which is mounted on a horizontal axle with negligible friction, has radius R 5.00 cm .
When released from rest, block 2 falls 75.0 cm in 5.00 s without the cord slipping on the
pulley. (a) What is the magnitude of the acceleration of the blocks? What are (b) tension
T2 and (c) tension T1 ? (d) What is the magnitude of the pulley's angular acceleration? (e)
What is its rotational inertia?

## Figure 10.38 Problem 10.51.

51. (a) We use constant acceleration kinematics. If down is taken to be positive and a is
the acceleration of the heavier block m2, then its coordinate is given by y 21 at 2 , so
a

2 y 2(0.750 m)

6.00 102 m / s2 .
2
2
(5.00 s)
t

## Block 1 has an acceleration of 6.00 102 m/s2 upward.

(b) Newtons second law for block 2 is m2 g T2 m2 a , where m2 is its mass and T2 is the
tension force on the block. Thus,
T2 m2 ( g a ) (0.500 kg) 9.8 m/s 2 6.00 102 m/s 2 4.87 N.

(c) Newtons second law for block 1 is m1 g T1 m1a, where T1 is the tension force on
the block. Thus,
T1 m1 ( g a ) (0.460 kg) 9.8 m/s 2 6.00 102 m/s 2 4.54 N.

(d) Since the cord does not slip on the pulley, the tangential acceleration of a point on the
rim of the pulley must be the same as the acceleration of the blocks, so

a 6.00 102 m / s2
. rad / s2 .

120
R
5.00 10 2 m

(e) The net torque acting on the pulley is (T2 T1 ) R . Equating this to I we solve for
the rotational inertia:

## T2 T1 R 4.87 N 4.54 N 5.00 102 m 1.38 102 kg m 2 .

Text 10.66
A uniform spherical shell of mass M 4.5 kg and radius R 8.5 cm can rotate about a
vertical axis on frictionless bearings (Fig. 10.44). A massless cord passes around the
equator of the shell, over a pulley of rotational inertia I 3.0 103 kg m 2 and radius
r 5.0 cm , and is attached to a small object of mass m 0.6 kg . There is no friction on
the pulley's axle; the cord does not slip on the pulley. What is the speed of the object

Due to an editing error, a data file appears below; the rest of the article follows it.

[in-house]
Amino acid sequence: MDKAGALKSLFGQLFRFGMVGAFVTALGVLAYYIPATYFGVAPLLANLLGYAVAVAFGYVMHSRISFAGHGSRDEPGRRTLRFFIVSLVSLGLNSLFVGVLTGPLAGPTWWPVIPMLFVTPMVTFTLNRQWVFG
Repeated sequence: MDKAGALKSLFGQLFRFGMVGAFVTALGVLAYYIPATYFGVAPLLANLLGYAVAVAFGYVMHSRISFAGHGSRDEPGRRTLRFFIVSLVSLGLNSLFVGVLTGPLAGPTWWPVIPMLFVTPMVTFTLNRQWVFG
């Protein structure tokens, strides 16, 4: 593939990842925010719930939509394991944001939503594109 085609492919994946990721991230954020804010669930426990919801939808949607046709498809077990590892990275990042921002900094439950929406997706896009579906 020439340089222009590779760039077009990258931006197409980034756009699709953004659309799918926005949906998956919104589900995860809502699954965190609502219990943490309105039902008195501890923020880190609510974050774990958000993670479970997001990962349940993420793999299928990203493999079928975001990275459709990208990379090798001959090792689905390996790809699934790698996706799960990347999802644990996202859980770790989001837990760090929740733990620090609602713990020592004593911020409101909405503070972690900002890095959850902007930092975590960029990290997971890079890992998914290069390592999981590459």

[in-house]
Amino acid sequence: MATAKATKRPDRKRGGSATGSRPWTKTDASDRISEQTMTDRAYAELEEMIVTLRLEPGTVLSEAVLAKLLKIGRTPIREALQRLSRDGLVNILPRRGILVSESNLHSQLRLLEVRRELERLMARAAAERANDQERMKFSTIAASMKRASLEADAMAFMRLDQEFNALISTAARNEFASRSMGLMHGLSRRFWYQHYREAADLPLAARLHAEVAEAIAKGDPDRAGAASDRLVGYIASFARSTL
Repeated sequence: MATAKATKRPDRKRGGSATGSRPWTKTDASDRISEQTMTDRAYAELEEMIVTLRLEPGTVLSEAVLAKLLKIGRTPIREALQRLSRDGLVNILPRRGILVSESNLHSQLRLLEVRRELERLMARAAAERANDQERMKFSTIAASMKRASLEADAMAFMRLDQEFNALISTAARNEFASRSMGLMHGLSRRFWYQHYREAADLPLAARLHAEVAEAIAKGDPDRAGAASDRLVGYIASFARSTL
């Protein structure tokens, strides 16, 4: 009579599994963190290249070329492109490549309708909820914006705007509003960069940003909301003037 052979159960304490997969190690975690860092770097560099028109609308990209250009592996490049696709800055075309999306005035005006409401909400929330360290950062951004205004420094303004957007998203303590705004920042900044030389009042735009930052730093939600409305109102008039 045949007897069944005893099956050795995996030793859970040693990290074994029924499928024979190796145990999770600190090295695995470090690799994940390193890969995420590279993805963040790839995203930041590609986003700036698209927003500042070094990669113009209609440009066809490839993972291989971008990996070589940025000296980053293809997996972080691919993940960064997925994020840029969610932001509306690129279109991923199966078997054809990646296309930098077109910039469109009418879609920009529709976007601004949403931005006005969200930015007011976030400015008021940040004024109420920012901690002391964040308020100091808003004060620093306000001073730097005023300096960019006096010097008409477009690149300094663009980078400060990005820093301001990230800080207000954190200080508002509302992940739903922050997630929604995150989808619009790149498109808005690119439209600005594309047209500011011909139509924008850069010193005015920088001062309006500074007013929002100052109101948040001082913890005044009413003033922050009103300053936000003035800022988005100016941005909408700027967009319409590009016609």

when it has fallen 82 cm after being released from rest? Use energy considerations.

## Figure 10.44 Problem 10.66.

66. From Tables, the rotational inertia of the spherical shell is 2MR2/3, so the kinetic
energy (after the object has descended distance h) is
K

FG
H

IJ
K

1 2
1
1
2
MR 2 sphere
I 2pulley mv 2 .
2 3
2
2

Since it started from rest, then this energy must be equal (in the absence of friction) to the
potential energy mgh with which the system started. We substitute v/r for the pulleys
angular speed and v/R for that of the sphere and solve for v.
v

1
2

mgh
2 gh

2
M
1 I
m 2 r2 3
1 ( I / mr ) (2 M / 3m)

2(9.8)(0.82)
1.4 m/s.
1 3.0 10 /((0.60)(0.050)2 ) 2(4.5) / 3(0.60)
3

Text 10.71

In Fig. 10.47, two 6.20 kg blocks are connected by a massless string over a pulley of
radius 2.40 cm and rotational inertia 7.40 104 kgm2. The string does not slip on the
pulley; it is not known whether there is friction between the table and the sliding block;
the pulley's axis is frictionless. When this system is released from rest, the pulley turns
through 0.13 rad in 91.0 ms and the acceleration of the blocks is constant. What are (a)
the magnitude of the pulley's angular acceleration, (b) the magnitude of either block's
acceleration, (c) string tension T1 , and (d) string tension T2 ?

## Figure 10.47 Problem 10.71.

71. We choose positive coordinate directions (different choices for each item) so that
each is accelerating positively, which will allow us to set a2 = a1 = R (for simplicity, we
denote this as a). Thus, we choose rightward positive for m2 = M (the block on the table),
downward positive for m1 = M (the block at the end of the string) and clockwise for
positive sense of disk rotation. This means that we interpret given in the problem as a
positive-valued quantity. Applying Newtons second law to m1, m2 and to M,
respectively, we arrive at the following three equations (where we allow for the
possibility of friction f2 acting on m2).
m1 g T1 m1a1
T2 f 2 m2 a2
T1 R T2 R I

1
2

0 t t 2

31.4 rad/s 2 .
2
2
t
(0.0910 s)

0.754 m/s 2 .
2
2
t
(0.0910 s)

2 R

T1 m1 g a1 M g 2
t

56.1 N.

## (6.20 kg) 9.80 m/s

(0.0910 s) 2

(d) From the last of the above equations, we obtain the second tension:
T2 T1

I
(7.40 104 kg m 2 )(31.4 rad/s 2 )
56.1 N
55.1 N.
0.024 m
R